Sauerkraut: A Complete Probiotic

Did You Know… that the best way to protect your digestive health—and therefore your overall immunity and well-being—may be an extremely humble food item?

Inside your gut—all 20 feet of it—are 100 trillion microorganisms, a highly evolved biome of bacteria and yeast that supports your immune system, protects against inflammation and infection, and even produces vitamins and other nutrients.  Unfortunately, not all of these microbes are the same.  Some are beneficial bacteria that keep our digestive systems and bodies in balance, but others are harmful bacteria that lead to digestive ailments, autoimmune diseases, and even mental disorders if left unchecked!

These health-compromising gut bugs have spawned a multi-billion dollar probiotics industry that pumps out supplements promising to reinvent your gut flora and cure your digestive issues.  The problem with these probiotic supplements, however, is that the billions of live acidophilus organisms they contain aren’t good through the expiration date.  The majority of probiotic supplements just can’t survive the shipping and lengthy storage and are dead before they ever reach your GI tract!

Fortunately, live strains of bacteria (probiotics) are found in many different types of fermented foods, like kefir, yogurt, onions, and a favorite American condiment—sauerkraut!

The Probiotic Power of Sauerkraut 

According to the National Digestive Diseases Information Clearinghouse (NDDIC), approximately 60 to 70 million people suffer from a digestive disorder.  Perhaps one reason for all the digestive complaints is that the typical American diet is extremely low in fermented foods (apart from cheap beer and boxed wine).  East and Southeast Asians eat natto (fermented soy) and kimchi (fermented cabbage), while people from India and the Middle East indulge with fermented pickles and yogurts.  It’s time to take our cue from these cultures and up our intake of fermented foods.  Sauerkraut is an easy option to start with!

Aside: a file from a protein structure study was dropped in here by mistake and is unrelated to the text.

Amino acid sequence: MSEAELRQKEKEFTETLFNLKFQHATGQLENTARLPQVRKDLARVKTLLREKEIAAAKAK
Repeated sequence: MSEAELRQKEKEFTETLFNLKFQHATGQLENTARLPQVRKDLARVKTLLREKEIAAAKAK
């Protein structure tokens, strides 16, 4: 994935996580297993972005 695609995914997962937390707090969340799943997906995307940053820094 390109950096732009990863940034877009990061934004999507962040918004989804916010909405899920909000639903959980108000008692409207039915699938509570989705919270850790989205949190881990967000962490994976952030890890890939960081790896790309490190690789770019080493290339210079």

Sauerkraut, also called sour cabbage, is typically used as a topping on hot dogs.  While this condiment may be tasty, it’s not the form of sauerkraut that’s going to cultivate healthy gut flora.  Trade in the commercial jar of sauerkraut that’s preserved in vinegar for the less processed and properly fermented sauerkraut that’s crunchy, tangy, and fresh.

Home grown, lacto-fermented sauerkraut is rich in live lactobacilli, beneficial microbes, and enzymes. The fermentation process keeps these nutrients readily bioavailable and easily absorbed by your body. Sauerkraut is also infused with…

  • Vitamins C, B, and K
  • Calcium
  • Magnesium
  • Fiber
  • Folate
  • Iron
  • Copper
  • Potassium
  • Manganese

Research studies have shown that sauerkraut even possesses anti-cancer properties. The Journal of Agriculture and Food Chemistry published a 2002 study on fermented sauerkraut and its effect on cancer cell growth. Results showed that sauerkraut fermentation inhibited cancer cell growth in both test tube and animal studies.

In Europe, fermented sauerkraut is celebrated as an effective ulcer treatment. It’s highly concentrated in vitamin U (S-Methylmethionine), a nutrient known to help heal ulcers.

Sauerkraut has a unique flavor that doesn’t sit well with everyone’s taste buds. If you’re not keen on sauerkraut, then supplement with other raw, lacto-fermented vegetables, like pickles, cucumbers, or eggplant.

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